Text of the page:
23 March 2016 | United Nations Environment Programme News Release
In Australia’s Murray Darling Basin, water trading is used as one of the prime ways to facilitate adjustment in the face of extreme changes in water availability and to drive innovation. The development of the water entitlement and allocation systems necessary to facilitate the development of water trading has been a long journey and involved a sequence of reforms.In the early stages of the development of the irrigation industry, irrigators where granted a license to irrigate an area of land. As the industry matured and the need to recover some of the costs of water supply from irrigators emerged, meters were installed and irrigators charged only for the volume of water they diverted.
To enable further development, in Southern New South Wales, two consumptive pools were established – a “high security” pool and a “general security” pool. Under this system, the holders of high security licenses would normally receive their full entitlement, while the amount of water allocated to the general security pool would depend upon seasonal conditions. In wet years, all irrigators would receive their full entitlement. In dry years, however, general security irrigators would receive a percentage of their maximum entitlement.
In Victoria, a sales water system was used to achieve a similar effect. With these systems in place, it soon became clear that the Murray Darling Basin could not sustain any further expansion of irrigation and a limit, known as a “cap” was placed on water use in the Basin. Rather than stopping all further development, governments began experimenting with the idea that irrigators could agree to transfer water entitlements and water allocations from one person to another.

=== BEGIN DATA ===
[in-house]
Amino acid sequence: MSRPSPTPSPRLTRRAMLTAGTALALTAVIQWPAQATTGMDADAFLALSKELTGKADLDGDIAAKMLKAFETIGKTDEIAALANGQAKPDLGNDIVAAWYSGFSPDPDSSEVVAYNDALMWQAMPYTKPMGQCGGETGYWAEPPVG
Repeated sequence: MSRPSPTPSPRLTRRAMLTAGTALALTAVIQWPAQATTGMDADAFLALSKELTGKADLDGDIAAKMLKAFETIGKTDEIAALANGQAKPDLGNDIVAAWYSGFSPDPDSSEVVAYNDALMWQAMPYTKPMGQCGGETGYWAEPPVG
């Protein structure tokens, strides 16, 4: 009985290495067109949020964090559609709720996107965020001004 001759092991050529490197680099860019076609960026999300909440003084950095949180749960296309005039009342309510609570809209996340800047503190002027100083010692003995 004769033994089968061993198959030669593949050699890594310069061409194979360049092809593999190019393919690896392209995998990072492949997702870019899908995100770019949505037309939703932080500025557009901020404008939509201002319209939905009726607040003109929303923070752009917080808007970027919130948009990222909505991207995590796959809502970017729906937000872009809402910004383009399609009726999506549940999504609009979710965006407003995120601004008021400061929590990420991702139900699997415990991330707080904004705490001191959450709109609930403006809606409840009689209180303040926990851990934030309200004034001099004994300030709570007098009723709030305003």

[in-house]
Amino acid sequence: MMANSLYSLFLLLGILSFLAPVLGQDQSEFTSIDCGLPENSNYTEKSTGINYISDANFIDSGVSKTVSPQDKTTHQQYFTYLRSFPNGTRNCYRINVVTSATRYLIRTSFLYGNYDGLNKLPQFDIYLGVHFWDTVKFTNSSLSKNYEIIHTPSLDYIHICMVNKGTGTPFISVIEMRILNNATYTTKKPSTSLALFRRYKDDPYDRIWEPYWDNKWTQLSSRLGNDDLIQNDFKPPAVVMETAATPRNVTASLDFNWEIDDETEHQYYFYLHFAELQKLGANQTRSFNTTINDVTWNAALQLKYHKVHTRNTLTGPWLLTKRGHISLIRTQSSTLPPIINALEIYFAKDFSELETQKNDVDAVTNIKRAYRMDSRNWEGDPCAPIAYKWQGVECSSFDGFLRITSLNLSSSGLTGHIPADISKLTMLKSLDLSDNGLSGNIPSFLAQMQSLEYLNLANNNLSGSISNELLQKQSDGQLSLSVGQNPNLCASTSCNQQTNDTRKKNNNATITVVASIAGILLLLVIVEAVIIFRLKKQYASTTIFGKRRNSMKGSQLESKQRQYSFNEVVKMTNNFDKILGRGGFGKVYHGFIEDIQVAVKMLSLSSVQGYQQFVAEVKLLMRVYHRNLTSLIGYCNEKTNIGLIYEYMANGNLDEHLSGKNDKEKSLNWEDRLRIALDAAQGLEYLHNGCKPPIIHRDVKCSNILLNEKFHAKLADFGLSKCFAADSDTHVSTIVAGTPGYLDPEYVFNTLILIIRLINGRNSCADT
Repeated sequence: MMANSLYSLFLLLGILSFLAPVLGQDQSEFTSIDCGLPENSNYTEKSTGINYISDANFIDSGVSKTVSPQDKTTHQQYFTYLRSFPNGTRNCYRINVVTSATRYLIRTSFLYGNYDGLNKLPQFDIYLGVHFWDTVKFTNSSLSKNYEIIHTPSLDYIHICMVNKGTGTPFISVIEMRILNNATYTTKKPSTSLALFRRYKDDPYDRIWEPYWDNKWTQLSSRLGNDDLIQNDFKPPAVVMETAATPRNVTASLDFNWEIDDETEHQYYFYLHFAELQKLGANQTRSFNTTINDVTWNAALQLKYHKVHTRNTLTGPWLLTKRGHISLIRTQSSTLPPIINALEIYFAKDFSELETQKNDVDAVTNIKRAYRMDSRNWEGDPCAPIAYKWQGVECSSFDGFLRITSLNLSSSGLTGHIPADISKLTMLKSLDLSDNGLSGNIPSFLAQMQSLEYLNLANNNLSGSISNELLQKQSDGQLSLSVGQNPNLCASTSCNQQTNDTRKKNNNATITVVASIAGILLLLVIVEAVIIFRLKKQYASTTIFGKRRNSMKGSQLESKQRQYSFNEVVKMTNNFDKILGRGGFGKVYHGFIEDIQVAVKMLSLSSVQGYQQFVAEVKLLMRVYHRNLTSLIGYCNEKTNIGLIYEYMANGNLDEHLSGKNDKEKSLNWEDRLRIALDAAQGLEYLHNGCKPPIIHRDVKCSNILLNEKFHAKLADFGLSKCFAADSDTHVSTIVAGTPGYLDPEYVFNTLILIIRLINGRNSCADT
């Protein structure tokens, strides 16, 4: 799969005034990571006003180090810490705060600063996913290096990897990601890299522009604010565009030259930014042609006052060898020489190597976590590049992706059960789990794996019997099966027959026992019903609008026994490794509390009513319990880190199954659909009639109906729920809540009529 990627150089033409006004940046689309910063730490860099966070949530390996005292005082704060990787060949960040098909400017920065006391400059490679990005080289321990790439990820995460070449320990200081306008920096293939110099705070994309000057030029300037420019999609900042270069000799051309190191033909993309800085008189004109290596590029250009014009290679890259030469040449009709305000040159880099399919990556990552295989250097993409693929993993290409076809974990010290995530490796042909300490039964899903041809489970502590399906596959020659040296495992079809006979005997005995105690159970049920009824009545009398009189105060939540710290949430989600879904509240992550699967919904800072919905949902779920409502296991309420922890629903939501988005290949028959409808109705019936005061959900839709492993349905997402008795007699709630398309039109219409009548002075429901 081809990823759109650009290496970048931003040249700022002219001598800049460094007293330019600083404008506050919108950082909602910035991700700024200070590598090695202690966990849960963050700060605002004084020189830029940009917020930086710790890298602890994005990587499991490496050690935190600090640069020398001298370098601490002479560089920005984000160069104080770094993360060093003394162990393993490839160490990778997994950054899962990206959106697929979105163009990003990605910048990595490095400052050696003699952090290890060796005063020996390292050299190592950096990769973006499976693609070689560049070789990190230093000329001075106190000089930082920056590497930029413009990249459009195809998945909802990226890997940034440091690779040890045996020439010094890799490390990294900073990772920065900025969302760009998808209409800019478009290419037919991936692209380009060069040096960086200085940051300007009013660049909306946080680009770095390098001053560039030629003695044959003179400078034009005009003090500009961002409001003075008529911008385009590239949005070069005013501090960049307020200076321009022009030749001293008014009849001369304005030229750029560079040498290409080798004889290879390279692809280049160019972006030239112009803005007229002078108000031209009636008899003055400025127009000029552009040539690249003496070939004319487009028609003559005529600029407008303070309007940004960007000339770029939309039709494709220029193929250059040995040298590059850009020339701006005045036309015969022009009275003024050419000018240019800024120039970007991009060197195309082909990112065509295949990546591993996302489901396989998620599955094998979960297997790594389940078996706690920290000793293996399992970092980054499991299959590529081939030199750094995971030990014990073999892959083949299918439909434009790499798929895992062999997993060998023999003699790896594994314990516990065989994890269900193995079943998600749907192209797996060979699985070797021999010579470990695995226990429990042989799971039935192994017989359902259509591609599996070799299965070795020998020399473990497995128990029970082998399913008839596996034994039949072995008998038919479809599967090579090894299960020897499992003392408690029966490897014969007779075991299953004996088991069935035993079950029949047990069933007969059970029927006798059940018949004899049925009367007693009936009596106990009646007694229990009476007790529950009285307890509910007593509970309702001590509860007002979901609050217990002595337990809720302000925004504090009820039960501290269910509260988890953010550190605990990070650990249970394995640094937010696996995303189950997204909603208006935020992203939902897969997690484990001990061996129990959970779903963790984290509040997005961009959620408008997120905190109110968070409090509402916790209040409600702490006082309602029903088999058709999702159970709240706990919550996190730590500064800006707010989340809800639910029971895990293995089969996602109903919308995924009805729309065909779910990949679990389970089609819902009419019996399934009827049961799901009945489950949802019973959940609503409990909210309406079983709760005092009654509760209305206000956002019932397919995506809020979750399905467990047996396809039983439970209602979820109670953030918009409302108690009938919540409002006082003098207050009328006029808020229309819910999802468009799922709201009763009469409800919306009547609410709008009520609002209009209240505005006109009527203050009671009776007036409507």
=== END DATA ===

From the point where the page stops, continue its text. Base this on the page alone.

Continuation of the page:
Two markets soon emerged – a within season market for allocations that had been made to an irrigator and could be used more profitably elsewhere and a permanent water market involving an agreement to permanently shift a license from one irrigator to another.
The simple rule underpinning this new regime was the concept that a person would only be allowed access to more water if they could find someone who would agree to take less water. The prior installation of meters and a strong institutional system made this possible.
Standardized contracting systems were put in place and when all parties agreed money changed hands and the license system was adjusted. The result was a rapid, market-driven increase in water use efficiency and, as a result, a rapid increase in the value of water licenses.
To facilitate the further development of these markets, formal water entitlement registers and bank-like allocation systems were established. Today, it is possible to register a mortgage over an entitlement and trade allocations over the internet. Irrigators can log onto the internet and see how much water is left in their account.
The last steps in this reform process, involved the redefinition of entitlements as shares and the unbundling of licenses into their component parts so that shares, allocations, use approvals, delivery rights, salinity impacts etc. can all be managed at different scales.
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